Posted by: cochinblogger | July 23, 2012

Samuel Butler and Charles Lamb: Two Anecdotes

In the excellent anthology The Oxford Book of Humorous Prose by Frank Muir (The Oxford Book of Humorous Prose), I came across a couple of memorable anecdotes concerning Charles Lamb and Samuel Butler, respectively.

There is a story that when Charles Lamb was very young he was taken by his sister for a walk through a cemetery. Even at that age he read everything he could find and he insisted on stopping at every tombstone and reading the inscriptions in praise of the dear departed. On the way out, he said to his sister, “Mary, where are all the naughty people buried?”

Whether the story is true or not does not really matter because like most good anecdotes it illuminates the subject, and suggests the originality of mind, element of common sense, and the powers of observation that made Charles Lamb’s humorous prose so particular.

Samuel Butler and his lady friend, Miss Savage, disliked Thomas Carlyle and his wife, whose union was sometimes prickly. In one of her letters, Miss Swift took a dig at their marriage. This was Samuel Butler’s response:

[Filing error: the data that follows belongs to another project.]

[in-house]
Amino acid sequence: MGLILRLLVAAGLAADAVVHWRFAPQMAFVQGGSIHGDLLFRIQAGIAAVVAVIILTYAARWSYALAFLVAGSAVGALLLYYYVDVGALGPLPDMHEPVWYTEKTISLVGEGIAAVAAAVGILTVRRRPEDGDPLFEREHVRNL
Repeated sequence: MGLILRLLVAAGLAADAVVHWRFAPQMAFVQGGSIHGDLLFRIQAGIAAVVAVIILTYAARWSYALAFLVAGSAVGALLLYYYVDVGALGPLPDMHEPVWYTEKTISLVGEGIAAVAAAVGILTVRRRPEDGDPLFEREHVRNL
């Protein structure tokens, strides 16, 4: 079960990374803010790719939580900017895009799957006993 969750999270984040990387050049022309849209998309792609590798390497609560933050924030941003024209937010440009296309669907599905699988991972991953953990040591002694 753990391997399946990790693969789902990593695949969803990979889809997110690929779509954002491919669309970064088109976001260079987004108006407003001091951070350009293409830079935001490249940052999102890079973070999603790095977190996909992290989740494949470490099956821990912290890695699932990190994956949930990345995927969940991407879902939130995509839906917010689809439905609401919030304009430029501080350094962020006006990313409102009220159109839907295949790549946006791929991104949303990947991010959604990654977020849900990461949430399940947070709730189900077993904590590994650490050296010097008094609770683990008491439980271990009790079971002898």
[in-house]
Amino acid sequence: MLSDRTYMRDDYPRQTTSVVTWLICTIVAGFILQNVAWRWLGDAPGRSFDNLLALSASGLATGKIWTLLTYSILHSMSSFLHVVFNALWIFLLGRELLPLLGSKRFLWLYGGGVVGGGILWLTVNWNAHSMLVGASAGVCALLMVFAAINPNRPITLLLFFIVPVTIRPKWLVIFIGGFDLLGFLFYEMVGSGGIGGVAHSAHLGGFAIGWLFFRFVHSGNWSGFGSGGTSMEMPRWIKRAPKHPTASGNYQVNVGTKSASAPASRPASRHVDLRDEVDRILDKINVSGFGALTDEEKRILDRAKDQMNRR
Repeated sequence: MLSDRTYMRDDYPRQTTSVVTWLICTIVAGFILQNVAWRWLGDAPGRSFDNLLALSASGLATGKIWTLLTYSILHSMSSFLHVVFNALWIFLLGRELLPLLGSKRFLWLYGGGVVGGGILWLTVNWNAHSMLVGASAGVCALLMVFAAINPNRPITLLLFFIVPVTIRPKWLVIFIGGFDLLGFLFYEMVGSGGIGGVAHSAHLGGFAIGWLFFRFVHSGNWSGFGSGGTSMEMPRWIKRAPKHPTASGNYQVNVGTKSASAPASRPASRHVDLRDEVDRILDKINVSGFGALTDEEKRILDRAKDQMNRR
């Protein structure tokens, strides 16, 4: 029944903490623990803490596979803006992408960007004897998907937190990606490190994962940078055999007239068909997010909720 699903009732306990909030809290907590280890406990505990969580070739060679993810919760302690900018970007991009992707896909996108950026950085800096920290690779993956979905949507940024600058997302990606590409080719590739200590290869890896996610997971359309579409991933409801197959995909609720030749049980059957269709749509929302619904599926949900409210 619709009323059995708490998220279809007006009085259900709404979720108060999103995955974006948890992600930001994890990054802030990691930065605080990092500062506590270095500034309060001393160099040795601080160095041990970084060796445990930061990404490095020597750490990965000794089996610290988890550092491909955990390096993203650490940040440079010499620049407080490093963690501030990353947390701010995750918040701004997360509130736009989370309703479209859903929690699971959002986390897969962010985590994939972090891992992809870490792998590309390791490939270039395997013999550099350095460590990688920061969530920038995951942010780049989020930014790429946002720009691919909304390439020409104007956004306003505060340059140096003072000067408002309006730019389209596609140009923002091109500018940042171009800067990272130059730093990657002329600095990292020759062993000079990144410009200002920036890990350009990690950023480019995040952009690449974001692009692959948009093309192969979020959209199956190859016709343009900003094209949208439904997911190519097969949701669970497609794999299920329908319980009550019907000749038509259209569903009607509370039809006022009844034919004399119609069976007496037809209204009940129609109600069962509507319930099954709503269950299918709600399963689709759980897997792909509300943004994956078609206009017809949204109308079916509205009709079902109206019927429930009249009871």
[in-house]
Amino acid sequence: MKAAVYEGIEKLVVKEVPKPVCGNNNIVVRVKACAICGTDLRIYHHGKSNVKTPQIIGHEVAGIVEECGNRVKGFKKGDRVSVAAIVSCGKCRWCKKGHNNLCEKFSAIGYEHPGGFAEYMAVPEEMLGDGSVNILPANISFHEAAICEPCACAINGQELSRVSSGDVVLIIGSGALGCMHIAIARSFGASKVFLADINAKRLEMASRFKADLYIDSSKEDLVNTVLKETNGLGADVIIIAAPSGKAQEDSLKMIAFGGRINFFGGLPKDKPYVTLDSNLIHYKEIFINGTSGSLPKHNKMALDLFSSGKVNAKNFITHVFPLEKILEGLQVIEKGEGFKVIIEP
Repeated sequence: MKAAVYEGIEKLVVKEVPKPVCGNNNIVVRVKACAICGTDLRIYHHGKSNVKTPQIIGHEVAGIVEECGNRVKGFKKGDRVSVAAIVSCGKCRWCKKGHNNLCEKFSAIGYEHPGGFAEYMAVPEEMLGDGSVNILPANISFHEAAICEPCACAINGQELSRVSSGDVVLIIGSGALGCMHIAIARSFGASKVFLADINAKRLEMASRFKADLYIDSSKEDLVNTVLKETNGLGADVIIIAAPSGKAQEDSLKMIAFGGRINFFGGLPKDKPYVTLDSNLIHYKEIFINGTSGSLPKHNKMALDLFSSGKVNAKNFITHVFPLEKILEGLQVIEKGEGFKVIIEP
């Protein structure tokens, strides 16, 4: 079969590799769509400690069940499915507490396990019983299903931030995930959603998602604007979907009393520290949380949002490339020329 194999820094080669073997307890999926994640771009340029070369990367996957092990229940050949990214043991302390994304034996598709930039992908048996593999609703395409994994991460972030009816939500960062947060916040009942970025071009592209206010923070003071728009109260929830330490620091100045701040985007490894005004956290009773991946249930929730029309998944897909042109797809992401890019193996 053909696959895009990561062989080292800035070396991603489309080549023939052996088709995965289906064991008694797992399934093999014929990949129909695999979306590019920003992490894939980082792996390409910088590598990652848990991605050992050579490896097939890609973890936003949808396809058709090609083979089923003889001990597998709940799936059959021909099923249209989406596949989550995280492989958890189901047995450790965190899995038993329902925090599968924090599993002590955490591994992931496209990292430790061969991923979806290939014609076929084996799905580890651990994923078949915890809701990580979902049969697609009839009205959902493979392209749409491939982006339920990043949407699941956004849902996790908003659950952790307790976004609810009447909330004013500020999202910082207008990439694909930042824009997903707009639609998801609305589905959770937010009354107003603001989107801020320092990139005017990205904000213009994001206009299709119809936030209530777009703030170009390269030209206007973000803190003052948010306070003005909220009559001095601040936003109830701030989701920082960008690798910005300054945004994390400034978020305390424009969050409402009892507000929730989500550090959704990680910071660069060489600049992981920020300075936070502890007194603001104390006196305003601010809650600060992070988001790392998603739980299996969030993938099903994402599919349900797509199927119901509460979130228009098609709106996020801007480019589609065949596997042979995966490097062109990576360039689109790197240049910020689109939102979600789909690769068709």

Dear Miss Savage,

… Yes, it was very good of God to let Carlyle and Mrs. Carlyle marry one another and so make only two people miserable instead of four.

Believe me, Yours very truly, S. Butler

Also see The Wit of Adityanath Jha

Advertisements

Leave a Reply

Fill in your details below or click an icon to log in:

WordPress.com Logo

You are commenting using your WordPress.com account. Log Out / Change )

Twitter picture

You are commenting using your Twitter account. Log Out / Change )

Facebook photo

You are commenting using your Facebook account. Log Out / Change )

Google+ photo

You are commenting using your Google+ account. Log Out / Change )

Connecting to %s

Categories

%d bloggers like this: